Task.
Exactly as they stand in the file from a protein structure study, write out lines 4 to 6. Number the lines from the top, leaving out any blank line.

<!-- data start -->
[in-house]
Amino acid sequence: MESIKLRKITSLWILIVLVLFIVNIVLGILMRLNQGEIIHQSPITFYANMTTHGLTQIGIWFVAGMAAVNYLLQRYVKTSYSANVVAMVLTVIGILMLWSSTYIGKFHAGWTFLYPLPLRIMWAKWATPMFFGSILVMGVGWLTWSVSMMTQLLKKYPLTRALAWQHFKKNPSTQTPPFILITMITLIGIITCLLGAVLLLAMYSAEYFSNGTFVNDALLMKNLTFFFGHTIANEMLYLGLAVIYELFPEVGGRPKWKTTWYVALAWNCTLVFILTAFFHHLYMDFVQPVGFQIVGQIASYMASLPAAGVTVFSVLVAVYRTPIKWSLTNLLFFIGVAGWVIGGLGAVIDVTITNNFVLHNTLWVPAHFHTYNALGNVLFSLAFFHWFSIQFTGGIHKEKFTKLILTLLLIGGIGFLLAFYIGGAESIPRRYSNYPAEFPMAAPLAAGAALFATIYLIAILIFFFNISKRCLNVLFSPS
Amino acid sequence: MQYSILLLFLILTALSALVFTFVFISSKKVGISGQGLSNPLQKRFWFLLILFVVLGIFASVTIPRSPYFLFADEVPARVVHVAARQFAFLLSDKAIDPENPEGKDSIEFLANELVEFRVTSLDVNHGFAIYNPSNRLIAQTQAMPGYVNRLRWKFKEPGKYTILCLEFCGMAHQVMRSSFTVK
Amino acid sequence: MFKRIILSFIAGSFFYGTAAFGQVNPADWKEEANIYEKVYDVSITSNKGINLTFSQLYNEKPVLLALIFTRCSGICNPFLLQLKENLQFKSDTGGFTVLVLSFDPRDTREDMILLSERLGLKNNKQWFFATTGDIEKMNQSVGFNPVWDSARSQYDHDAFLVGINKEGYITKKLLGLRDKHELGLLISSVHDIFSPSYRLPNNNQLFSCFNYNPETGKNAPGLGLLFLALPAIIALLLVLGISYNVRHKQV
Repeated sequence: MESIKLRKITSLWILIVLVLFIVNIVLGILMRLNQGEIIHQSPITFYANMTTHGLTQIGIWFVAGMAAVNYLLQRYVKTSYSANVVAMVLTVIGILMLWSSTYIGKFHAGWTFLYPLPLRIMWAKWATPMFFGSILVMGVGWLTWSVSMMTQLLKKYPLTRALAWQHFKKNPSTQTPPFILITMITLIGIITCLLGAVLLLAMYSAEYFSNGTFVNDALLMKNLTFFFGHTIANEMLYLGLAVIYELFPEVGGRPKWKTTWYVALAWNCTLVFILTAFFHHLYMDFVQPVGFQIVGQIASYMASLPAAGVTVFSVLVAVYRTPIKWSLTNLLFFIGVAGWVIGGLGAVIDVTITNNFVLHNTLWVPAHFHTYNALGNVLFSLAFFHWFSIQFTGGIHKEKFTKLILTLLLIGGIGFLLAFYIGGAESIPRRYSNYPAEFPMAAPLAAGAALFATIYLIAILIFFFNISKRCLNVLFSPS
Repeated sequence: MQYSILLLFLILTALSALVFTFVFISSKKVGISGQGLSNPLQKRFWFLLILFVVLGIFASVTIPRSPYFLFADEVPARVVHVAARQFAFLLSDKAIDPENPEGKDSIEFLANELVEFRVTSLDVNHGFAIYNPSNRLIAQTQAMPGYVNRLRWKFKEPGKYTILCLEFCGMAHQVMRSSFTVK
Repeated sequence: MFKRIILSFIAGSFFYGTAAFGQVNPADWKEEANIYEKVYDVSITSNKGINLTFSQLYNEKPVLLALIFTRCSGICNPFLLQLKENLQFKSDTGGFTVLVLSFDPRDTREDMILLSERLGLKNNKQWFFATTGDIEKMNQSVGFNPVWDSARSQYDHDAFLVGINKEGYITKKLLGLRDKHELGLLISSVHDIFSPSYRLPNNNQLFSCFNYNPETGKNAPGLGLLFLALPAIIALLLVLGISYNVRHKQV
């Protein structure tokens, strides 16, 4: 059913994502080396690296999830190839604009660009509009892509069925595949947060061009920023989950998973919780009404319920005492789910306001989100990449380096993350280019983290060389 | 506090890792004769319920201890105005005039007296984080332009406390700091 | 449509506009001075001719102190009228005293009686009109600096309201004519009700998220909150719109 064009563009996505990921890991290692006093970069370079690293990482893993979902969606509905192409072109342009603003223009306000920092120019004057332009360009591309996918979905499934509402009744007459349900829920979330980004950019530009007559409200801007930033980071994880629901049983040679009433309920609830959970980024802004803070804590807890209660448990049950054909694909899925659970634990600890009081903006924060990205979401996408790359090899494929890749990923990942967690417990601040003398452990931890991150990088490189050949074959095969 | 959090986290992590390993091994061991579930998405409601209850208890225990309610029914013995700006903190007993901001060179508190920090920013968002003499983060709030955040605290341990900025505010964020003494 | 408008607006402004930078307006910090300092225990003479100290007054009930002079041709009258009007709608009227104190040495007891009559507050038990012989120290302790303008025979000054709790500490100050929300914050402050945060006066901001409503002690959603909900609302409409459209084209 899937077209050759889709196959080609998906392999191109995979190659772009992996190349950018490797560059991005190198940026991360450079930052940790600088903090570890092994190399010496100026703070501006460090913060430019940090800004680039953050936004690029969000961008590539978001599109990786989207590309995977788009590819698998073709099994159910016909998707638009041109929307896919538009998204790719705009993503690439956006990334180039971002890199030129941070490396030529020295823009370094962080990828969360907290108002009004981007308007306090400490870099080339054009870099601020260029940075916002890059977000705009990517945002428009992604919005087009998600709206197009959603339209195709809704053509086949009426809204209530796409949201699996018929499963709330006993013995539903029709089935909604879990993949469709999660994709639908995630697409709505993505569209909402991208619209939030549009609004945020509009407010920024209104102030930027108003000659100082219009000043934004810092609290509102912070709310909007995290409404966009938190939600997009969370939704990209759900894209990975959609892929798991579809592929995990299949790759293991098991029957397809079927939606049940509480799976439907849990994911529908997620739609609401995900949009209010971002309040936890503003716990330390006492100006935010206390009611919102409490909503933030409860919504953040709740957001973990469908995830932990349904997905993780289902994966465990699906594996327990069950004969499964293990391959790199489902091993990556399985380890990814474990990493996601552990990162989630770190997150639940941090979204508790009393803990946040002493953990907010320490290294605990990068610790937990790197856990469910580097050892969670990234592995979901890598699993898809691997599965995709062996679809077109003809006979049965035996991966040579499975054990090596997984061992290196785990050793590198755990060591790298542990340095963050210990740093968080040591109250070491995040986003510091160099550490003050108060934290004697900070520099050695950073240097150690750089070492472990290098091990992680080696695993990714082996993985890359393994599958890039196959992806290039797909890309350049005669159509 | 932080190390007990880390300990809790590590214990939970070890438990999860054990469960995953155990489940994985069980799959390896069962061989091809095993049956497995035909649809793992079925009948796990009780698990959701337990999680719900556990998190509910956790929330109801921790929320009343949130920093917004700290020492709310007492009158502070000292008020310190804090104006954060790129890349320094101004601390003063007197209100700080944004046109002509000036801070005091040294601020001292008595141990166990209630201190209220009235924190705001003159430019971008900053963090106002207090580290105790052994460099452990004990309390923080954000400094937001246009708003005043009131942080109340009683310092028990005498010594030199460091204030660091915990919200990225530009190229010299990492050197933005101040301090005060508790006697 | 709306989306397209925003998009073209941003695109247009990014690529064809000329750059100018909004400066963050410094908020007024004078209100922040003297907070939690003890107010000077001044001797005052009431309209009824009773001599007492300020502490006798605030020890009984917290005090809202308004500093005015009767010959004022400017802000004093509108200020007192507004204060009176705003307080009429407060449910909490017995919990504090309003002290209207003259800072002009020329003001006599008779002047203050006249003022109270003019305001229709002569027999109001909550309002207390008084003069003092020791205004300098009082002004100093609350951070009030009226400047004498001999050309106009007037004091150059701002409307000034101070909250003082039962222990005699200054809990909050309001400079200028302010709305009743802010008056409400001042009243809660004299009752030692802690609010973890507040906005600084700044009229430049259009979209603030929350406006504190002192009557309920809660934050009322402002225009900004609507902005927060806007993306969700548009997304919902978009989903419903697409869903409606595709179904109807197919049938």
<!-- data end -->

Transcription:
Amino acid sequence: MFKRIILSFIAGSFFYGTAAFGQVNPADWKEEANIYEKVYDVSITSNKGINLTFSQLYNEKPVLLALIFTRCSGICNPFLLQLKENLQFKSDTGGFTVLVLSFDPRDTREDMILLSERLGLKNNKQWFFATTGDIEKMNQSVGFNPVWDSARSQYDHDAFLVGINKEGYITKKLLGLRDKHELGLLISSVHDIFSPSYRLPNNNQLFSCFNYNPETGKNAPGLGLLFLALPAIIALLLVLGISYNVRHKQV
Repeated sequence: MESIKLRKITSLWILIVLVLFIVNIVLGILMRLNQGEIIHQSPITFYANMTTHGLTQIGIWFVAGMAAVNYLLQRYVKTSYSANVVAMVLTVIGILMLWSSTYIGKFHAGWTFLYPLPLRIMWAKWATPMFFGSILVMGVGWLTWSVSMMTQLLKKYPLTRALAWQHFKKNPSTQTPPFILITMITLIGIITCLLGAVLLLAMYSAEYFSNGTFVNDALLMKNLTFFFGHTIANEMLYLGLAVIYELFPEVGGRPKWKTTWYVALAWNCTLVFILTAFFHHLYMDFVQPVGFQIVGQIASYMASLPAAGVTVFSVLVAVYRTPIKWSLTNLLFFIGVAGWVIGGLGAVIDVTITNNFVLHNTLWVPAHFHTYNALGNVLFSLAFFHWFSIQFTGGIHKEKFTKLILTLLLIGGIGFLLAFYIGGAESIPRRYSNYPAEFPMAAPLAAGAALFATIYLIAILIFFFNISKRCLNVLFSPS
Repeated sequence: MQYSILLLFLILTALSALVFTFVFISSKKVGISGQGLSNPLQKRFWFLLILFVVLGIFASVTIPRSPYFLFADEVPARVVHVAARQFAFLLSDKAIDPENPEGKDSIEFLANELVEFRVTSLDVNHGFAIYNPSNRLIAQTQAMPGYVNRLRWKFKEPGKYTILCLEFCGMAHQVMRSSFTVK